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Profit from the Breakthrough in Liquid-Cooled Computers

When Ray Harroun came out of retirement in 1911 to race in the first Indianapolis 500, he made one request: He wanted to ditch the ride-along mechanic that the rules required in order to save weight and give his yellow Marmon Wasp a racing edge.

The Indy organizers balked: The mechanic provided a big measure of safety, they said, acting as a spotter who could watch for cars behind or on either side of the racer.

Harroun bolted a mirror to a bracket on his dashboard, was permitted to race without a mechanic, and won the inaugural Indy race – leading 88 of the 200 laps, the most of anyone.

And the rear-view mirror that Harroun used to gain an advantage in a car race? It's now standard safety equipment on motor vehicles of all types – meaning it occupies the ranks of devices or substances that were designed to solve one problem, but were later found to solve others just as well.

Today I'm going to share a similar story, and show you how a fluid developed to keep aircraft parts clean or suppress fires is being used to solve one of the biggest computer problems we face today.

And I'm even going to show you how to make money from it.

In the Age of the Internet, the invention of a high-powered computer known as a "server" is one of the things that have allowed our tech-oriented society to survive and thrive.

In a nod to our country's agrarian roots, these servers are packed into huge buildings, organized in neat rows just like the corn on a Midwest farm.

But that's where the agrarian similarity ends.

You see, as electronic circuits keep getting smaller, they make each server used for the Web and private computer networks much more powerful. But technology is just like finance in that there's no free lunch: This escalation in power and reduction in size creates a big problem.

I'm talking about heat.

These servers run very hot. And that, in turn, increases the odds of a server "meltdown," meaning the box just gets fried and becomes useless.

Right now, server farms rely on two main cooling sources.

The first is high-speed electric fans that blow air over the devices.

The second is executed by pumping lots of cold air into these huge rooms.

Trust me, you wouldn't want to have to pay the electricity bill for one of these facilities: Experts estimate that the U.S. alone spends roughly $7.4 billion a year cooling data centers.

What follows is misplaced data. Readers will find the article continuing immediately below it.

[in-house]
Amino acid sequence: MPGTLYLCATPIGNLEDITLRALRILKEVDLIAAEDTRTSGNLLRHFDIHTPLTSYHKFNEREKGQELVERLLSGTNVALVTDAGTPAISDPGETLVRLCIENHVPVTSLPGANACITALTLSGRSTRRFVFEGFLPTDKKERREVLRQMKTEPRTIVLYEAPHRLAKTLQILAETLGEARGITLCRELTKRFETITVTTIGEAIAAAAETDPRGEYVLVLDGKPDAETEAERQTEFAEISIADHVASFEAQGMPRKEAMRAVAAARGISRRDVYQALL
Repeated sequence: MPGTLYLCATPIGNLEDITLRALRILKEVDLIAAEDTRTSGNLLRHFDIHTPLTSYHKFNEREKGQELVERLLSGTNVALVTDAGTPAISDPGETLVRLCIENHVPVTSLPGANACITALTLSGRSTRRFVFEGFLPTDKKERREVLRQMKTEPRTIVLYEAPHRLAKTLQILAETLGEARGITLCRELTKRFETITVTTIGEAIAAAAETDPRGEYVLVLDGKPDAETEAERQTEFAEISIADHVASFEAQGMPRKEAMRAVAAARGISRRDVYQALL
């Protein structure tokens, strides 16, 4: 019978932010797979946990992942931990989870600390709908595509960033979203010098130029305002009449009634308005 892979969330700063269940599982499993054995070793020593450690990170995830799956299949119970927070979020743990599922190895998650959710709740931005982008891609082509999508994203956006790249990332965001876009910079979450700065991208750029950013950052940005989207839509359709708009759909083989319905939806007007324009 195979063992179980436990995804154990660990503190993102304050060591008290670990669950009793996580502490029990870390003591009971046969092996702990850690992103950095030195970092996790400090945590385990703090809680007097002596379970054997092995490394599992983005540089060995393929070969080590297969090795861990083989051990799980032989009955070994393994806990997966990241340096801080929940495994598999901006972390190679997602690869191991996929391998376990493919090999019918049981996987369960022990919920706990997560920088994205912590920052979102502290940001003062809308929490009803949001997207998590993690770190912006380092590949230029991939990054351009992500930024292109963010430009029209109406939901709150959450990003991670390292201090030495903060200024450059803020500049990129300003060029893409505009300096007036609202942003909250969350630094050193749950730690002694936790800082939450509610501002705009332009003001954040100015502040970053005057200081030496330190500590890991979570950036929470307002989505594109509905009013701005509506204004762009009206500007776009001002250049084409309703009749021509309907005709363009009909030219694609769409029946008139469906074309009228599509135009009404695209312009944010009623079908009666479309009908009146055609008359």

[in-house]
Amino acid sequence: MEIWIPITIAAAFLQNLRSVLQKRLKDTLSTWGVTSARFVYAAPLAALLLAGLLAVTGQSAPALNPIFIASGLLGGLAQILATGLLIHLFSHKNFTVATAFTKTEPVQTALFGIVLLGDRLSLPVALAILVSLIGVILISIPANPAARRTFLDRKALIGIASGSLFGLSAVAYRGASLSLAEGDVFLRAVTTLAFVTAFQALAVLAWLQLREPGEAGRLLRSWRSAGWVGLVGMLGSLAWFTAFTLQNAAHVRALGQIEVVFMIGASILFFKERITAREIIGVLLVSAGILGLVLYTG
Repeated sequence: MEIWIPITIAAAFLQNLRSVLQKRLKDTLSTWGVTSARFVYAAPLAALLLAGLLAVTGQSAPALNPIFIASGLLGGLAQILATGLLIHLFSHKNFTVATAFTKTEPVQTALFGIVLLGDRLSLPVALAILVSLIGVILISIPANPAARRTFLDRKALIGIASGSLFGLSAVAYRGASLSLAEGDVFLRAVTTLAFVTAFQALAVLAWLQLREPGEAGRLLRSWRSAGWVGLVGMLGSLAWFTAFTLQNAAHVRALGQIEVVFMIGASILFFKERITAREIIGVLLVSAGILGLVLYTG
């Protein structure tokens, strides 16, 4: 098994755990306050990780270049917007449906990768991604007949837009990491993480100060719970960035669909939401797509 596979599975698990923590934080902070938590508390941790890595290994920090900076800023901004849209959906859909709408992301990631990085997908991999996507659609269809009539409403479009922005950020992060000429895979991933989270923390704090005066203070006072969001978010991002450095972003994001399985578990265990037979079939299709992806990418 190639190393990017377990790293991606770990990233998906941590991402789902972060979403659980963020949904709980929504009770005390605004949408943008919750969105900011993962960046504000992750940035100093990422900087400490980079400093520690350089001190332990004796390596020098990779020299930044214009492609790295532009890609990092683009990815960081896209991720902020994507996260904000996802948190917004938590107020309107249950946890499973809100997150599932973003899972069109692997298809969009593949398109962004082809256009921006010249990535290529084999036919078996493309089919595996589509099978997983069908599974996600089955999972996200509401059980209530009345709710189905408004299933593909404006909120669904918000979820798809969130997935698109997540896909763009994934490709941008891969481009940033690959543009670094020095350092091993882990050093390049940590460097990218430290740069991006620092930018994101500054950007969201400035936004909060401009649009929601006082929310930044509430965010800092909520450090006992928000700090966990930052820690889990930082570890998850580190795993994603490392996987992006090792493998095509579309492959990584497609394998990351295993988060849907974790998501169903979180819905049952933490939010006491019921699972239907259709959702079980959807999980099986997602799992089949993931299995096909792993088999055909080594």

Now you understand one of the key financial drains with all these server farms sprouting up all over the world.

But here's the thing: With every problem that needs solving, there's also a profit opportunity for the organization that devises the solution.

Enter Iceotope Research and Development Ltd. Their solution: keep computers cool by using a strange gooey liquid.

Don't scoff.  Liquids and sensitive electronic gear usually work together like a baseball and your neighbor's living-room window. But Iceotope has found a way for an alcohol-based chemical to keep all those circuits running cool -without the liquid damaging the complex electronic gear.

To achieve its results, the U.K.-based firm partnered with industry giant 3M Co. (NYSE: MMM). That big-cap leader has sold its Novec Engineered Fluid for at least two decades.

Because it isn't water-based – meaning it doesn't cause oxidation (rust) or other types of corrosion – the substance is often used by the military and aerospace firms as a parts cleaner. It also works great as a fire suppressant in rooms full of electronics because use of a water-based product there could ruin millions of dollars' worth of sensitive equipment.

But using it as a liquid cooling agent for computer centers is indeed a novel use of this substance. As such, I see this as just one more example of how we have entered what I call the "Golden Age of Materials Sciences."

If we're to maintain the rapid pace of innovation we've been experiencing, we have to keep finding new materials that can solve complex problems.

Or come up with unique new twists for already-existing chemicals.

That's why I think Iceotope is really onto something here. The result is a system that offers huge efficiencies.

Really, the stats are off the charts. Consider that Iceotope says its approach lowers data-center-cooling costs by 97%. That's pretty close to getting it down to free.

But that's not all – the firm says its approach lowers overall infrastructure costs for these centers by half and reduces the overall power load by 20%.

And the cooling system is only part of Iceotope's innovative package. There's also the "platform" itself. And it's pretty simple, combining a computer cabinet with a server module.

In turn, those modules can be set up for dedicated computing, or for telecommunications needs.

Iceotope is after two main markets. First, the cabinets can be designed as supercomputers. Those machines are used for such Big Data applications as searching through social networks, looking for the origins of the universe and catching terrorists before they strike.

Second, the boxes tap another major trend – cloud computing. That's because they can be wired into a series of server racks that comprise a full data center. This is a real growth area because hundreds of millions of mobile devices need to access the cloud for data, video and more.

So, Iceotope has great science, access to one of the world's top materials companies, and a couple of major tech trends going for it.

But it's also a private company, meaning it has yet to issue its stock to the public.

But don't worry about that – there are actually four ways to profit from this new field of "liquid-cooled computing."

First, there's 3M. The mega cap firm likely won't get a lot of sales from the Iceotope solution at this point.

But the breakthrough shows the firm can still remain on the leading edge of high tech at a time when materials science is so vital.

For its computer modules, Iceotope is working with Intel Corp. (NasdaqGS: INTC) and its arch rival – Advanced Micro Devices Inc. (NasdaqGS: AMD).

These two chipmakers couldn't be more different. Intel has a market cap of $107 billion, compared to $1.9 billion for AMD. Intel is clearly the more stable of the two firms.